April 5 is Easter, when Christians worldwide celebrate the resurrection of Jesus Christ from the dead. We gather the first day of every week throughout the year for this same purpose, but Easter Sunday marks the anniversary of the event.

Or does it? “No, no,” some insist, “not the anniversary of the event, the commemoration of the experience.”

It has become something of a rite of spring for some leading voice among this or that mainline Christian denomination to assure the world that the resurrection of Jesus was not a historic event. In March 2008, for instance, the Dean of Perth at St. George’s Anglican Cathedral, the Very Reverend John Shepherd, insisted that “the resurrection of Jesus ought not to be seen in physical terms, but as a new spiritual reality.” He urged his hearers to understand that it is “important for Christians to be set free from the idea that the resurrection was an extraordinary physical event which restored to life Jesus’ original earthly body.” The physical resurrection of Jesus is not only unessential to Reverend Shepherd’s faith, it is apparently something of an encumbrance.

The fourth article in the Thirty Nine Articles of Religion—not long ago the Anglican Church’s official creed—claims that “Christ did truly rise again from death, and took again his body, with flesh, bones, and all things appertaining to the perfection of Man’s nature.” But not to worry, the Very Reverend John Shepherd assures us, religion is always evolving. Old, dusty documents like the Articles should not be permitted to exercise undue influence upon our enlightenment.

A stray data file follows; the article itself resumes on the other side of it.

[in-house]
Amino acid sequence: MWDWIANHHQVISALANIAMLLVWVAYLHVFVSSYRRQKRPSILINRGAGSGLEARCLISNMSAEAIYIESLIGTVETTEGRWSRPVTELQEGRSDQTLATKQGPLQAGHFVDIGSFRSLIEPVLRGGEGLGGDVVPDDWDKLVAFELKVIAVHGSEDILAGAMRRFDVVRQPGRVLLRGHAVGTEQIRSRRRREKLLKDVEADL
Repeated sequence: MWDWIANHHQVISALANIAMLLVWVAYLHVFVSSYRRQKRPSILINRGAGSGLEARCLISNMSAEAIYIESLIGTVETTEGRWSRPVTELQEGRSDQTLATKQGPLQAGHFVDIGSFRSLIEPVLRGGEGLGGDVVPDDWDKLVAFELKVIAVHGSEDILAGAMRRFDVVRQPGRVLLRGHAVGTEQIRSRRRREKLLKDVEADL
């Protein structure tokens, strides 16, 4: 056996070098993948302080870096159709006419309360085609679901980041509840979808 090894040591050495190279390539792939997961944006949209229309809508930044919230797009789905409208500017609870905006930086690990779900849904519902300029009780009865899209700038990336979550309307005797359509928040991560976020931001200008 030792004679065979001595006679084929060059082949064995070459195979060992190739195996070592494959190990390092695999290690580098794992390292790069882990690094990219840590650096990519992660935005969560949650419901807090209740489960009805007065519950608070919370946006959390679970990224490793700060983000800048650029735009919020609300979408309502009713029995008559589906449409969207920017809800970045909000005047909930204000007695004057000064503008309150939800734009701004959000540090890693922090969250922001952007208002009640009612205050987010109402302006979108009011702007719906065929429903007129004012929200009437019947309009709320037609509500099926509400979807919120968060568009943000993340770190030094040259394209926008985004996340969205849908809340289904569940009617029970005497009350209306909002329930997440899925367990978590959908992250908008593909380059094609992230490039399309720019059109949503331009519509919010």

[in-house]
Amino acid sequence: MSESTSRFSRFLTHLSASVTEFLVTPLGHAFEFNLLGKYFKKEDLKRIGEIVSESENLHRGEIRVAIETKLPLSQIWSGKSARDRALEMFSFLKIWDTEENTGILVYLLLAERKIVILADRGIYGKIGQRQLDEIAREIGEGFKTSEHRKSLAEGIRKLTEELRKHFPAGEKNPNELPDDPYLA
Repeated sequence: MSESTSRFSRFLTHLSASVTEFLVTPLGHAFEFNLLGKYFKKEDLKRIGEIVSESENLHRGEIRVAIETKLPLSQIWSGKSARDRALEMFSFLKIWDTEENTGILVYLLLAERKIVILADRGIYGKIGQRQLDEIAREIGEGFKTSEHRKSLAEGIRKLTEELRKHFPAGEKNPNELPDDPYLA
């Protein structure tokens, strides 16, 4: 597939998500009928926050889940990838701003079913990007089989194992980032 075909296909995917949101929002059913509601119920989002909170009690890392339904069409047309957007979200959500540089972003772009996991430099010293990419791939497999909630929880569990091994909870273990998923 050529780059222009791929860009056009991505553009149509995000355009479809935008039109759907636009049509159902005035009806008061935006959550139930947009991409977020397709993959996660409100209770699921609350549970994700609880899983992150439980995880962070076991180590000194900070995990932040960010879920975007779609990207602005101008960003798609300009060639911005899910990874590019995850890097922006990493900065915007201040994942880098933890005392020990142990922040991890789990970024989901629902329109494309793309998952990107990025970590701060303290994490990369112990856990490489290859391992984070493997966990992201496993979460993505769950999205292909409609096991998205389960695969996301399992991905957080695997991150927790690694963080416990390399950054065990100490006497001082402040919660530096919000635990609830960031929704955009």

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From the Archives: I Will Raise It Up

(Originally posted 3/22/2011)

Many children raised in Christian homes do not understand the meaning of Resurrection Sunday. They might choose the correct answer on a multiple-choice test but would flunk an open-ended question (“Why do we celebrate Easter?”). Open-ended questions provide the best measurement of understanding.

Fortunately, some of these kids will later appreciate the meaning of the holiday. They will learn that Easter is not about bunnies, baskets and ham, but the resurrected Savior. There were no bunnies at the tomb as far as we know. The women may have carried baskets, but we know that Jesus never tasted ham.

Similarly, Jesus’ disciples understood many of His teachings only in retrospect. After the resurrection, the disciples finally understood that He had to die an atoning death and then be raised.

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The Groaning Tent and the Exodus

A man went to a psychiatrist with a problem.

“Doc,” he explained, “I keep being plagued by two recurring dreams. One is a dream that I am a wigwam. In my other dream, I dream I am a teepee. Doc, you gotta help me. Am I going crazy? Is there something wrong with me?”

“Relax,” consoled the psychiatrist. “There is nothing wrong with you. You’re just two tents.”

The subject of tents was something Paul the Apostle took seriously. He was a skilled tentmaker by trade. Because tents were not far from Paul’s mind, he was in familiar territory when he compared life’s temporary nature to tent dwelling.